The new limiting factors for milk production
For now, the major limiting factors (the quota), and its accompanying superlevies, is passé, which will wipe away the costly superlevies as well. The German Farmers Association (DBV) therefore applauds the ending of the milk quota system. "The quota system has led to an addition cost of €15 billion for superlevies, purchase of extra quota and lease rates." But having no milk quota system and an accompanying fining system does not necessarily mean that farmers can increase the number of animals just like that. For example in the Netherlands, growth is only possible if the environment is not compromised, and manure production is one of the key criteria to measure this. In other words, production can only grow until the next limiting factor is reached, according to a report from Rabobank. In some member states, the limiting factor will be lack of available land; in others, lack of capital. Elsewhere, environmental restrictions or competition for resources from alternative enterprises will provide the next barrier to increasing production. Farms in Eastern Europe have potential to increase capacity, but investments are needed in processing capacity, logistics and the skill base to enable to deliver according to the highest quality standards.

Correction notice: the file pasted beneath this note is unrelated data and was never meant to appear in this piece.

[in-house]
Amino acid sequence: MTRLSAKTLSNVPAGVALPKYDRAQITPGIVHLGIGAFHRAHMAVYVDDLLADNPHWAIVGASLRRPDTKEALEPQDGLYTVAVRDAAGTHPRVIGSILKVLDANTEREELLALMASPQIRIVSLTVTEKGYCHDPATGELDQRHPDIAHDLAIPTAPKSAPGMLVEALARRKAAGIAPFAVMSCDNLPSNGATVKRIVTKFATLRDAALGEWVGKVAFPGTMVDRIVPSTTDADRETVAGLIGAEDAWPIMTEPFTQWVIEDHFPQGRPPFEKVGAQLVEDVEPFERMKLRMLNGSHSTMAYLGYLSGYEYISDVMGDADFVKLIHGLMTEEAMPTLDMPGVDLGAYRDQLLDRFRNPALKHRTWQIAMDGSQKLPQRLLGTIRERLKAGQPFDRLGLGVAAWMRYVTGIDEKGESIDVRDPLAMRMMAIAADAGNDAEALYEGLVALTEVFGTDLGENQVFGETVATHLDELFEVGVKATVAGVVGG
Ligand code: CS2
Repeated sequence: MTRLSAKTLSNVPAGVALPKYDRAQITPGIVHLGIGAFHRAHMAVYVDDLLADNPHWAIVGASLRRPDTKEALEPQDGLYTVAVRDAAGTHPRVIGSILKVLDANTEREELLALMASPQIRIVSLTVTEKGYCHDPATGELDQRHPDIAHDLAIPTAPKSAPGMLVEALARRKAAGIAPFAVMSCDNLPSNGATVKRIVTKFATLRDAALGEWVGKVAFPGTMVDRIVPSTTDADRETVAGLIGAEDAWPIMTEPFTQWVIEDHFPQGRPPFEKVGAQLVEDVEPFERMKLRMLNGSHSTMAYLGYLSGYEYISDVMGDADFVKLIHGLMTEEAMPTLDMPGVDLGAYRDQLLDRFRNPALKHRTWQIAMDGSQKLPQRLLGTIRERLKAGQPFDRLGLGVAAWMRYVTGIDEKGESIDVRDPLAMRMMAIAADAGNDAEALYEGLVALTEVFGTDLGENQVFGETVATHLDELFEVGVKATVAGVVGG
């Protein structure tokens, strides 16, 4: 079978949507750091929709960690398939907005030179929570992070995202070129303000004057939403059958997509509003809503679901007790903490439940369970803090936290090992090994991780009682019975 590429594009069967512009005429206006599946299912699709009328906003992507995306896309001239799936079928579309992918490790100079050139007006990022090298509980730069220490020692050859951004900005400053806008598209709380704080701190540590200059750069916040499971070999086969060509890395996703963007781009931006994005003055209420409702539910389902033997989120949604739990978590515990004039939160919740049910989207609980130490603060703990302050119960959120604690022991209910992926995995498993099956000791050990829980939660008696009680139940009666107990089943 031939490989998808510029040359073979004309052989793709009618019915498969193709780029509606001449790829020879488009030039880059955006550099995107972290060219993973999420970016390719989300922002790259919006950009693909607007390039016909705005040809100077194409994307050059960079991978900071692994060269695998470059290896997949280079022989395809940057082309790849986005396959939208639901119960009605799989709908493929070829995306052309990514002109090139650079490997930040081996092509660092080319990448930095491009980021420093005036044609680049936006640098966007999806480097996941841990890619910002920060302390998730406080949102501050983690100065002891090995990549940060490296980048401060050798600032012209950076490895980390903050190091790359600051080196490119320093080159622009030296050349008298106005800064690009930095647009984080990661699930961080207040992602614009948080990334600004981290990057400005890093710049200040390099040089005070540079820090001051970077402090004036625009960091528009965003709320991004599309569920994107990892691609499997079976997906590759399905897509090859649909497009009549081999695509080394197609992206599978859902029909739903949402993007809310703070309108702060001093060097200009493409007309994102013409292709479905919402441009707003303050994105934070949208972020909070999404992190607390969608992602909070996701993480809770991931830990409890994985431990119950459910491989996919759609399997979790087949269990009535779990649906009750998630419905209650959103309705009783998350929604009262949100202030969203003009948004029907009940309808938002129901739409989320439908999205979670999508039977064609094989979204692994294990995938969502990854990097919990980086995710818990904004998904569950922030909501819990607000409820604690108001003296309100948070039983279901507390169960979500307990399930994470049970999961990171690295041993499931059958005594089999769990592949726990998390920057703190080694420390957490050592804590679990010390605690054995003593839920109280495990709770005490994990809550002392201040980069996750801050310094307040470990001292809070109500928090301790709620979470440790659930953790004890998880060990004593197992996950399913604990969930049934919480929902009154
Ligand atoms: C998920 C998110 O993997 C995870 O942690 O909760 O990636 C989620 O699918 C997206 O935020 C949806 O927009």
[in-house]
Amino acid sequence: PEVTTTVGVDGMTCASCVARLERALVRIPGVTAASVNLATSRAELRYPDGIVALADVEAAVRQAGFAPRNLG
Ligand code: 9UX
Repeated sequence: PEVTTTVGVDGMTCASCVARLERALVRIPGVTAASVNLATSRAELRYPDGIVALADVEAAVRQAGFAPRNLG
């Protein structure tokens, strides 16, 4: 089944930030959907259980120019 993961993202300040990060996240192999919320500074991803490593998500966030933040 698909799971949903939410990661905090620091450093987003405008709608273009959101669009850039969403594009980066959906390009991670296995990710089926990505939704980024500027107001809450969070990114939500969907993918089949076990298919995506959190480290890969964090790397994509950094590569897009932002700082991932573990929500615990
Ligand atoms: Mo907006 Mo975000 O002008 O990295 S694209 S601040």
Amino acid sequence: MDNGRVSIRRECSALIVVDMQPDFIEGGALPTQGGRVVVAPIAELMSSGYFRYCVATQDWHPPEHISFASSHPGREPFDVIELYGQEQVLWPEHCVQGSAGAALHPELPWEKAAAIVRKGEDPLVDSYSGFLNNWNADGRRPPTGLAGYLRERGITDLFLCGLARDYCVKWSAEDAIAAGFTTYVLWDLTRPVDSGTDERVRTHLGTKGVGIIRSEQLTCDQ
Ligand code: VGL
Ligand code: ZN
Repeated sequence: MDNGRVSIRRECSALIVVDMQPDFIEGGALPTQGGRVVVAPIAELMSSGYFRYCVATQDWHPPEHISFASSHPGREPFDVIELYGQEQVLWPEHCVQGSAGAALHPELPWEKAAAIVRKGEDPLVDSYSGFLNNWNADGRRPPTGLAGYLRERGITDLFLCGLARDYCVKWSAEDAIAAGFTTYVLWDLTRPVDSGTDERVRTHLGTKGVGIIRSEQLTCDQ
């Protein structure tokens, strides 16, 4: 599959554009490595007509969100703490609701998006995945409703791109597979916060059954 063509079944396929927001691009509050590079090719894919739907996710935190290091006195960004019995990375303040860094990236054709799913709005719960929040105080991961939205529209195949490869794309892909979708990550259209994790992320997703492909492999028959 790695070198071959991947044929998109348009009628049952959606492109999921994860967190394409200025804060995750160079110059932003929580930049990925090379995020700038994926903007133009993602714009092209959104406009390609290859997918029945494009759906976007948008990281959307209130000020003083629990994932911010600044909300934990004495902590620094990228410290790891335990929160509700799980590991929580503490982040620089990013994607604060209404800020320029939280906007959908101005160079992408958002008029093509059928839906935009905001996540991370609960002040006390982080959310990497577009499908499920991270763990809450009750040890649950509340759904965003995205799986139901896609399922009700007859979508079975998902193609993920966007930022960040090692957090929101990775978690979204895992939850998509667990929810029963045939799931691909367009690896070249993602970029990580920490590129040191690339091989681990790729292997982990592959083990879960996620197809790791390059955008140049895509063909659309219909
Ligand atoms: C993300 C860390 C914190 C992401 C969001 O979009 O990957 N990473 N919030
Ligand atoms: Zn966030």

Pressure on milk prices